¶ 11 Subsection (d) was added to Rule 11.2 in November 1996. See 187 Ariz. XLIX, L (1996) (supreme court's order of November 29, 1996, effective January 1, 1997). Well before the rule was amended, based on other rules and statutes limiting a city court's jurisdiction, we concluded that a court of limited jurisdiction had the authority to decide whether reasonable grounds existed to conduct further competency proceedings, but that only the superior court could conduct those further proceedings and decide the ultimate issue of the defendant's sanity. Winner v. State, 21 Ariz.App. 432, 434, 520 P.2d 526, 528 (1974). We stated that, once the lower court found reasonable grounds to question a defendant's competency, the proceedings in the court of limited jurisdiction had to be suspended while the superior court decided the issue. Id. at 434-35, 520 P.2d at 528-29. The comments to Rule 11.2 are consistent with our conclusion and the process we recommended in Wusner. See Ariz. R.Crim. P. 11.2, cmts. The amendment to the rule simply codified the ruling in Wissner and streamlined the process by providing an automatic transfer of the case to the superior court once a court of limited jurisdiction has made the reasonable grounds finding.

¶ 12 Thus, the rule makes clear that a limited jurisdiction court has the authority to make the reasonable grounds finding under Rule 11.2 and that the superior court's role, in such case, is to conduct further competency proceedings as required by other provisions of Rule 11. Nothing in Rule 11.2 states or even suggests that, once the case is transferred, the superior court may review the lower court's finding and decide anew whether reasonable grounds exist to examine a defendant's competency. Instead, the plain language of Rule 11.2(d) requires that, once a lower court has made that finding, the matter is immediately transferred to the superior court "for appointment of mental health experts" and further proceedings that the limited jurisdiction court lacks authority to conduct.

¶ 13 Had the supreme court intended to permit the superior court to review the other court's reasonable grounds finding or conduct a de novo review, we presume it would have so provided in the rule. Instead, by directing the matter be transferred to the superior court "for appointment of mental health experts," Ariz. R.Crim. P. 11.2(d), the supreme court evinced its intent that, once a court has made the reasonable grounds finding, the matter move on to the next phase of the Rule 11 process and the issue of a defendant's competency be determined after full proceedings consistent with the rule. See, e.g., Ariz. R.Crim. P. 11.3(a) (requiring court to appoint two or more mental health experts upon finding reasonable grounds for examination exist). Were we to interpret Rule 11.2 as permitting the superior court to review another court's reasonable grounds finding, we would be inserting words into the rule that do not exist. This we cannot and will not do. See Cervantes v. Cates, 206 Ariz. 178, ¶ 24, 76 P.3d 449, 455 (App. 2003) (recognizing appellate courts are "not free to rewrite" rules).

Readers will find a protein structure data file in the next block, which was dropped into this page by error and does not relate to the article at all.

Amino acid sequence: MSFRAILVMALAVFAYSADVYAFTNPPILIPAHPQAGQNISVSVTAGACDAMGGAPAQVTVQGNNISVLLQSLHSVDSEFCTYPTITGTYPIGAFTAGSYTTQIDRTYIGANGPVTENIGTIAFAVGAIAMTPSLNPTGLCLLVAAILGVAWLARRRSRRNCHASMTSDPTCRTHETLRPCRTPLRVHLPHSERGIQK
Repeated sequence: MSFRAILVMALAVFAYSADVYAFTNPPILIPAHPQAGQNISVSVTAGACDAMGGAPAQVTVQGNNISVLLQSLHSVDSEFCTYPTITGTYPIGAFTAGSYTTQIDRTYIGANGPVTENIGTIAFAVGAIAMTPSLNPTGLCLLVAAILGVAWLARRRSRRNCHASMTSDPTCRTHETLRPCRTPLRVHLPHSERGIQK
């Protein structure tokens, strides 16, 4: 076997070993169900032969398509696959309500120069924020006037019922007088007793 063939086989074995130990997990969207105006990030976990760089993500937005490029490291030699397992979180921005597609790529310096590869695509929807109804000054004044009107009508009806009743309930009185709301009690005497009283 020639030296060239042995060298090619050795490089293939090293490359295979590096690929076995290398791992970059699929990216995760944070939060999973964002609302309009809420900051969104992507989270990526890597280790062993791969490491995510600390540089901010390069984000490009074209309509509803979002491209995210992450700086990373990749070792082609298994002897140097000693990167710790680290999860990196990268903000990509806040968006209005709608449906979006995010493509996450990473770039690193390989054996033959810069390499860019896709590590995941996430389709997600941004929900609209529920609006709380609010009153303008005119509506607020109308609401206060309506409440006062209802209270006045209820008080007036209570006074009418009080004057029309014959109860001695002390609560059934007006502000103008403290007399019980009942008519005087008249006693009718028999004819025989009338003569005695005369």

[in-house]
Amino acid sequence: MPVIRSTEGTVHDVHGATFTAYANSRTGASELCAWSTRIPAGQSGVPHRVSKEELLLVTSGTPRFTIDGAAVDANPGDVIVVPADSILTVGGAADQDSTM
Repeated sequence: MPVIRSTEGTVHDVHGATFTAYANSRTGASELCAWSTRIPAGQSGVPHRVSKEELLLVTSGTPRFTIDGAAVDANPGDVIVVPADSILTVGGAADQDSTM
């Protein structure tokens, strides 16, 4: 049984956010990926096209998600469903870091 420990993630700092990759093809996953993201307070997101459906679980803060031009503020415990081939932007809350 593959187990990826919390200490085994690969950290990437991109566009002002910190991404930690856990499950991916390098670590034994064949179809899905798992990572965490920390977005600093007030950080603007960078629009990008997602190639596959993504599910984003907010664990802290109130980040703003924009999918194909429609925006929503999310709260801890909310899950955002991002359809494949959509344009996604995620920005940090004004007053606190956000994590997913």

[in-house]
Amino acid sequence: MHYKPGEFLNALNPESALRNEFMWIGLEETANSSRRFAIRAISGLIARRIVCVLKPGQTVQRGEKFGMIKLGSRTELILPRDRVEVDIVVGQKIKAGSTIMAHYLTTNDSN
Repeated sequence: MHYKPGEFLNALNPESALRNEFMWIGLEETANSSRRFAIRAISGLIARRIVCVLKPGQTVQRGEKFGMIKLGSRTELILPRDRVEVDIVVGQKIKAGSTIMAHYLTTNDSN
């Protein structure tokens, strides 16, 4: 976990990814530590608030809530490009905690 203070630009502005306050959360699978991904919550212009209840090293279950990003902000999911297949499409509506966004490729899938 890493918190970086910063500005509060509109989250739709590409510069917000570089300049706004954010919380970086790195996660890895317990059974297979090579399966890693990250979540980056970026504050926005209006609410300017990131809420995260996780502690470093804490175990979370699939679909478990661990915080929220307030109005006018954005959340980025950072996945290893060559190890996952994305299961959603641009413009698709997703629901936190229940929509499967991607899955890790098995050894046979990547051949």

We need not consider the purposes behind, or policy justifications for, the rule to determine its meaning because we are not employing principles of statutory construction, given the rule's plain language. See Devenir Assocs. v. City of Phoenix, 169 Ariz. 500, 503, 821 P.2d 161, 164 (1991) (if plain language of rule, like plain language of statute, does not disclose supreme court or legislature's intent, court "may look at the rule or statute's context, language, effects and consequences, spirit and purpose" to determine meaning). We infer, nevertheless, that one reason the rule does not provide for superior court review of any other court's reasonable ground determination is that the determination can be based on factors other than the prescreen report, including the court's observations of the defendant in the courtroom. See State v. Moody, 208 Ariz. 424, ¶ 48, 94 P.3d 1119, 1138 (2004) ("In determining whether reasonable grounds exist [for full Rule 11 evaluations], a judge may rely, among other factors, on his own observations of the defendant's demeanor and ability to answer questions.").

¶ 14 For the reasons stated, we conclude the respondent judge erred when she reviewed Dr. Munoz's reports, essentially considered the motions for competency evaluations de novo, and disregarded Judge Lusk's determinations pursuant to Rule 11.2(d) that reasonable grounds existed to conduct full competency proceedings in both cases. Instead of replacing Judge Lusk's decisions with her own, the respondent was required to appoint mental health experts, conduct further proceedings in accordance with the relevant provisions of Rule 11, and then decide whether the petitioners are competent to stand trial. Because the respondent exceeded her authority and erred as a matter of law, thereby abusing her discretion, we grant special action relief and vacate the challenged orders. We direct the respondent judge to conduct further proceedings consistent with the relevant provisions of Rule 11 and this opinion.

CONCURRING: GARYE L. VASQUEZ, Presiding Judge and PETER J. ECKERSTROM, Judge.


Summaries of

Potter v. Vanderpool

Court of Appeals of Arizona
Oct 5, 2010
225 Ariz. 495 (Ariz. Ct. App. 2010)

finding jurisdiction proper to challenge interlocutory orders

Summary of this case from Harvey v. Brain

stating court may not “insert words into the rule that do not exist.”

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stating we will not insert words into the rule that do not exist, and will presume supreme court would have explicitly stated that a provision applied if it intended to include it in the rule

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providing guidelines for construing court rules

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identifying abuse of discretion among grounds for granting special action relief

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Case details for

Potter v. Vanderpool

Case Details

Full title:Carol Ann POTTER, Petitioner, v. Hon. Janna L. VANDERPOOL, Judge of the…

Court:Court of Appeals of Arizona

Date published: Oct 5, 2010

Citations

225 Ariz. 495 (Ariz. Ct. App. 2010)
240 P.3d 1257